A coalition of eight leading European energy companies has written a letter to the European Commission and Presidency of the European Council calling for legally binding 2030 targets for renewable energy, carbon cutting and energy efficiency as well as for the modernisation of energy infrastructure.
The letter was signed by SSE, Eneco, DONG Energy, Public Power Corporation, ACCIONA, Sorgenia, EWE and EDP Renewables.
“The lack of binding targets post 2020, an ETS [Emissions Trading System] failing to stimulate investment in renewables, and an outdated energy infrastructure severely threaten to wreck the needed modernisation and decarbonisation of the European energy sector,” the letter published by Euractiv says.
The lack of concrete policy measures post-2020 does not provide “sufficient guidance and certainty,” meanwhile, the low ETS carbon price and over-supply of emission allowances is “far from providing the foundation for investments in renewable energy technologies,” the letter states.
If policy action is not taken the EU risks missing its 2050 target of cutting carbon by 85-90% compared to 1990 levels since current conditions mean that the phase-out of carbon intensive power plants may be delayed and “the better business case for possible investment in the power sector today is for new lignite coal power plants,” according to the letter.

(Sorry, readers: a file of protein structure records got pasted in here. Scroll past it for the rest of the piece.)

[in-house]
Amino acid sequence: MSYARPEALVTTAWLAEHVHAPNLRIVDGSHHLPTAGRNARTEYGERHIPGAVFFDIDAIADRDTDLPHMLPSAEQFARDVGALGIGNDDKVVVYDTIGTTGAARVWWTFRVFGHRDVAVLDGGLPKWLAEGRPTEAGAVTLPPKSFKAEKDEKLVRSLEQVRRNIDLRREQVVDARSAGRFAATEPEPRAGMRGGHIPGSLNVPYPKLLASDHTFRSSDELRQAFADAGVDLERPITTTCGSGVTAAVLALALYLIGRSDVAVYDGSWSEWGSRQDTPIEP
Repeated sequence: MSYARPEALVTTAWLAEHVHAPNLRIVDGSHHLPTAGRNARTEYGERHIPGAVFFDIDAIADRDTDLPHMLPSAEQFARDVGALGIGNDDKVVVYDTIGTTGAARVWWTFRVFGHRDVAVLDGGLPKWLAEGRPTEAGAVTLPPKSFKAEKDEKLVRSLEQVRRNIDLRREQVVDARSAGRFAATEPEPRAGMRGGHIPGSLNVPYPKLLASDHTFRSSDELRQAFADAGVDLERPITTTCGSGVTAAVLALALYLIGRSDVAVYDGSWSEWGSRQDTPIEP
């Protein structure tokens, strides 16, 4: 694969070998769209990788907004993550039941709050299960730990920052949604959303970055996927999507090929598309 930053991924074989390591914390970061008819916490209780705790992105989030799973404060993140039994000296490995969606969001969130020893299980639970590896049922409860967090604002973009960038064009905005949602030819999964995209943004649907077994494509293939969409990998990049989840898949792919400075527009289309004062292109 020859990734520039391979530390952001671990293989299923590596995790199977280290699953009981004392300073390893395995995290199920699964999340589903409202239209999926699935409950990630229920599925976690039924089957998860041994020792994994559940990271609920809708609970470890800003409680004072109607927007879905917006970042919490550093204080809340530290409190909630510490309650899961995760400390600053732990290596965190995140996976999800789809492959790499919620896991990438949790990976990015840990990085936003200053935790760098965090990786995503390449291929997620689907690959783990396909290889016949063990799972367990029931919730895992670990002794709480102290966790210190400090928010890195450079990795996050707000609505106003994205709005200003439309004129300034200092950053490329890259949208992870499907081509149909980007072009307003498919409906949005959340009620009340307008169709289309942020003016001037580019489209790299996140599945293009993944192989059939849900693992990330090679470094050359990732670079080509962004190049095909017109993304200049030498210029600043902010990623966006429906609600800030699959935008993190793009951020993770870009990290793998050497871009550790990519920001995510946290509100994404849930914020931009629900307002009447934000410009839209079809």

At the same time, Europe’s electricity grids and market design must be upgraded, the letter says in an opinion that chimes with the call of a campaign supported by EWEA, Europacable, Eurelectric and 62 other organisations across Europe. “International transmission capacity is needed to avoid large regional imbalances and ensure a cost-efficient utilisation of Europe’s low-carbon resources,” the letter states.
In December last year, the European Commission released a draft energy roadmap for 2050. The plans have been criticised for not containing concrete targets for 2030, but the Commission has indicated that there will be an intense discussion on binding renewable energy targets for 2030. These targets should be agreed by 2014, European Commissioner for energy Günther Oettinger has said.
A 2030 target is vital for the energy sector. Investors need signals for 2030 to help them make the right choices today. If the Commission is to take its 2050 carbon targets seriously – as well as open up opportunities for investment and sustainable jobs in a renewable economy – it needs to define 2030 targets urgently.